It’s hard to turn on the TV or open the newspaper without being inundated by reports of the economic downturn. Even with the government’s multi-tiered Wall Street bailout, stocks continue their rollercoaster ride, home prices decline further and more banks are on the edge. The “R” word is surfacing more frequently too.
The mainstream media reports that many Wall Street CEOs are losing their jobs, and we may think, ‘Wow, they’re getting what they deserve.’ But the truth of the matter is that some of these executives won’t really feel the impact of this economic crisis nearly as much as the rest of us. Yes, losing one of your several multi-million dollar estates is a disappointment, but for the middle class a severe economic downturn can be a crushing blow.
It’s no secret that our passion for horses and competition is expensive compared to other sports. So we all know people who elect to spend their disposable income on their horses. For some, this is all they live and work for. They would rather travel to horse shows than go on vacation; they would rather drive a decrepit car to work to afford a truck and trailer.
But when fuel prices rise, food costs skyrocket, 401K accounts nosedive, and pink slips appear it’s time to face reality. When is the sacrifice too much?
Horsemen are a resourceful group, however. Those of us who have this undeniable love for horses will always find a way to keep them in our lives. This choice may require sacrifice or postponing long-term goals, but if we buckle down we can make it work.
I judged the final show in a 13-event local series last weekend that told the tale. While the show manager usually sees a decline over the season with riders and horses gaining experience and moving on to rated shows, this year the numbers actually increased throughout the year. This final show was their largest, with several A-rated trainers bringing students and horses. More people are choosing to save money and compete at local, unrated shows. Concurrently, some of our largest events—even our fall indoor shows—are seeing a dramatic decline in entries.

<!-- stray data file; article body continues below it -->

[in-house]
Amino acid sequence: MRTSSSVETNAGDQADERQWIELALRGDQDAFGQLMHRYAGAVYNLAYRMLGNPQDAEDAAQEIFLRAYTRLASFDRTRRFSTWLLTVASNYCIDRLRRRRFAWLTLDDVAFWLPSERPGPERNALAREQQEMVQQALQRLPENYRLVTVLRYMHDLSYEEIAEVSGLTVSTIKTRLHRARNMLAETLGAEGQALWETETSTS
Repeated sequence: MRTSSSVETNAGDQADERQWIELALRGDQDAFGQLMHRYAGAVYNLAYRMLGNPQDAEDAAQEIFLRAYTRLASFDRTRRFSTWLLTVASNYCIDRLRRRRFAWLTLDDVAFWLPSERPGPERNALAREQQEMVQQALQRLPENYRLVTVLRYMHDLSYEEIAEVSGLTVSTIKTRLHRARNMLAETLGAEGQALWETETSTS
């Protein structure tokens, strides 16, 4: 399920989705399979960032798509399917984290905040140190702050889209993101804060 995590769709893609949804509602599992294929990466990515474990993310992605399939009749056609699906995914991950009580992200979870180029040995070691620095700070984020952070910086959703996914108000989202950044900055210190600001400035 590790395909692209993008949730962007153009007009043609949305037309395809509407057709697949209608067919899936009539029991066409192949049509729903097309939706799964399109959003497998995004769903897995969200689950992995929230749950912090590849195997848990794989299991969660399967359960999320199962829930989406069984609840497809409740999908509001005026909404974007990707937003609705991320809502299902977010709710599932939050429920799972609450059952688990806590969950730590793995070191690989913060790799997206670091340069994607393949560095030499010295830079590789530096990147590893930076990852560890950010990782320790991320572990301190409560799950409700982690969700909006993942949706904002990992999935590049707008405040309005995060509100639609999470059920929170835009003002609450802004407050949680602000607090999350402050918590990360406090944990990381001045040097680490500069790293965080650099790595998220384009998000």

Weathering this economic storm will require some ingenuity. It’s easy to just do what you’ve always done, but now you may have to consider a new plan. Some of us may have to reduce our competitive outings, others may choose to learn to braid while some may opt to limit lessons. Show managers may see an incentive to reduce costs and fees and increase benefits to attract more competitors—there’s nothing worse than throwing a big party and no one showing up.
If the financial meltdown does stress your checkbook, don’t forget there are other opportunities out there that may just enrich your life while other goals are on hold. Have you ever wanted to spend more time with your horse at home and improve your horsemanship? Read a classic equestrian book by Gordon Wright or Reiner Klimke? Or volunteer at a Pony Club, therapeutic riding center or equine welfare league?
Most of us fell in love with horses because of what they are and not what they can do for us, and that’s the richest of all reasons. We’ve survived these economic storms in the past, and we’ll do so again because we simply don’t have a choice.
Tricia Booker, Editor